AN EXAMPLE

Currently, I am working on a short story whose ideas derived from many sources. I had an idea for the story based on a news article that ignited my imagination. Thinking about it brought up memories of events that actually happened to me. I took those events and molded them to fit the story, gave them meaning. I created a character who embodies what I believe to be some basic truths about humanity.

That story is not yet ready to be “born,” but it’s getting there. I have messes to clean up, the timeline is jumbled, and kinks to straighten. I have not completed the process. Non-writers have commented to me that writing must be fun for me. It can be. Most of the time it’s more like someone is ripping your fingernails off. Slowly. Still, it’s worth it.

Planning

Damn, am I ever behind. If you are a creative of any kind, then you will understand what I am talking about. You will especially get it if you are like me and struggle to settle on any one task.

Several months ago, I prioritized my writing projects. That helped me focus. Perhaps it’s already time for another evaluation.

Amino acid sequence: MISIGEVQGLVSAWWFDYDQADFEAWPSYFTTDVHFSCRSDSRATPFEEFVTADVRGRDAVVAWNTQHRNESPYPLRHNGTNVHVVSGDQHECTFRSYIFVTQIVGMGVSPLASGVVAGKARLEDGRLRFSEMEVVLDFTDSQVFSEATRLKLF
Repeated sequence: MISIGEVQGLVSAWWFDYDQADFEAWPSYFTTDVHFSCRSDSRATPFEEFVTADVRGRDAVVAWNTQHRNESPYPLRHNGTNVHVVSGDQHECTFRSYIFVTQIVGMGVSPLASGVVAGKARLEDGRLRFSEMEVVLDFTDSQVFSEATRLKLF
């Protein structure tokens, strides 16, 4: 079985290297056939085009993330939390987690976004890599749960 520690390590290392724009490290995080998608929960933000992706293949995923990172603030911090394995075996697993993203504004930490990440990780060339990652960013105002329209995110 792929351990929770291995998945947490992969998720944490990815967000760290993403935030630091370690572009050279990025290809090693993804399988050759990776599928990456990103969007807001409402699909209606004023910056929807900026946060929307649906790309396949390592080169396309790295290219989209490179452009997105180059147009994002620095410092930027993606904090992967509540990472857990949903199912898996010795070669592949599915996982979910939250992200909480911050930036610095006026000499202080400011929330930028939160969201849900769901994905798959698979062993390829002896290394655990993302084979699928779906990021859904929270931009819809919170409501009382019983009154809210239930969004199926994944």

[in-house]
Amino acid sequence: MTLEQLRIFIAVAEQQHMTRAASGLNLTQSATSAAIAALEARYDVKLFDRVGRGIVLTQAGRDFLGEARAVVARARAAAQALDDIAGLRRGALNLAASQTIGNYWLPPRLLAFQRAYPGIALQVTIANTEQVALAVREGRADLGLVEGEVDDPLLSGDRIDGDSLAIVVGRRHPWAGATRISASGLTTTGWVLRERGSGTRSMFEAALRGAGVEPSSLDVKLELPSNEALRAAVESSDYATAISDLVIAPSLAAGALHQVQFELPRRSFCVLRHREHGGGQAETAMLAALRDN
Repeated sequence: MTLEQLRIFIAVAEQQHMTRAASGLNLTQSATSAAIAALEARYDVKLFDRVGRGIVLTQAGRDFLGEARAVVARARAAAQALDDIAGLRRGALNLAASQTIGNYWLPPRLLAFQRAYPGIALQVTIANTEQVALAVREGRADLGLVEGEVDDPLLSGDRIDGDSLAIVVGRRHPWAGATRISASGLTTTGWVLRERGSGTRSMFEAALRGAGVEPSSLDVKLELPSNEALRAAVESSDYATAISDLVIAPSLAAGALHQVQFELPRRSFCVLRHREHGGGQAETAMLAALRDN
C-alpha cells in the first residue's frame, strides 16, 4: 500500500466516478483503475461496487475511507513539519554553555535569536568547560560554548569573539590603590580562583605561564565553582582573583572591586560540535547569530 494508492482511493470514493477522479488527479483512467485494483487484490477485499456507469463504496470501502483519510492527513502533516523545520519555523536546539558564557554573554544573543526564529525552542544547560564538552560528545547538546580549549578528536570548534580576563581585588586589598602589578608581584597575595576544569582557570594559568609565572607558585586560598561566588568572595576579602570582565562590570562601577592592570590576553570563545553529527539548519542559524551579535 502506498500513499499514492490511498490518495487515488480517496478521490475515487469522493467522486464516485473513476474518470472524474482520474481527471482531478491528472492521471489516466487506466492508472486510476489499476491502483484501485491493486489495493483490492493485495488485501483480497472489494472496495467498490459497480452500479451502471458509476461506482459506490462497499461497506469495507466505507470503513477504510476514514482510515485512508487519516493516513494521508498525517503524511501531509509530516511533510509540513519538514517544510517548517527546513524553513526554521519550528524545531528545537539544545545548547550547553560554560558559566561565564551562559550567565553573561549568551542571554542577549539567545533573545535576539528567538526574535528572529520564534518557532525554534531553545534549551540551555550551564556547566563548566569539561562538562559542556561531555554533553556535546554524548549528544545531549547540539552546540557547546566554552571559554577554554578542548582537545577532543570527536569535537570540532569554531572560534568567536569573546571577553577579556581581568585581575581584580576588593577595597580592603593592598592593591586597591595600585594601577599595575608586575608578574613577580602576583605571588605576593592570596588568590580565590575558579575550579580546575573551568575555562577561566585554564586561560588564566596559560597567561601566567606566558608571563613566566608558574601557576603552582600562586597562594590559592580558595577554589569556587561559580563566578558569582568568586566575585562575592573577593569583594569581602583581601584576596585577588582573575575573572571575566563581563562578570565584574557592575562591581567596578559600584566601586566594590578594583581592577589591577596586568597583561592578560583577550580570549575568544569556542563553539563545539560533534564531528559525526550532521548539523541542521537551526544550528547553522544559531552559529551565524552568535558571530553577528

Currently, I am working on three short stories, two of which are meant to be in an anthology. The anthology work is more than just a commitment to my own writing. I have a responsibility to the other members. I have fallen behind reading their work and that’s not fair. I am also working on a novel outline and a character arc for it. I write book reviews too which I have currently cut back to once a month.

Then there are my weekly blog posts which I skipped last week for the first time. I failed to post it that is; I’ve actually been writing several essays that will eventually make it to my blog. One is on a particularly sensitive and fragile topic and requires much thought and time.  

For the remainder of the summer, I have decided to focus on the anthology stories and calendar my novel work for the fall. I need to stop flitting back and forth between projects. I have got to focus. It’s going to feel so good to accomplish something! As I see it, that gives me six weeks to complete final drafts for two short stories. I am not including the week of my daughter’s wedding because I am at least that realistic!

Come September, I can return to the novel. Maybe I will even participate in Nanowrimo (National Novel Writing Month) during November. I did that several years ago during the July event and accomplished a great deal (on another unfinished novel!).

I’ve got so many story and novel ideas in my head and so many incomplete on paper. I know that I am not alone; this is the life of a writer. The good news for me is that I have reached a place in my life where I can devote good chunks of time to completing some projects. One foot in front of the other.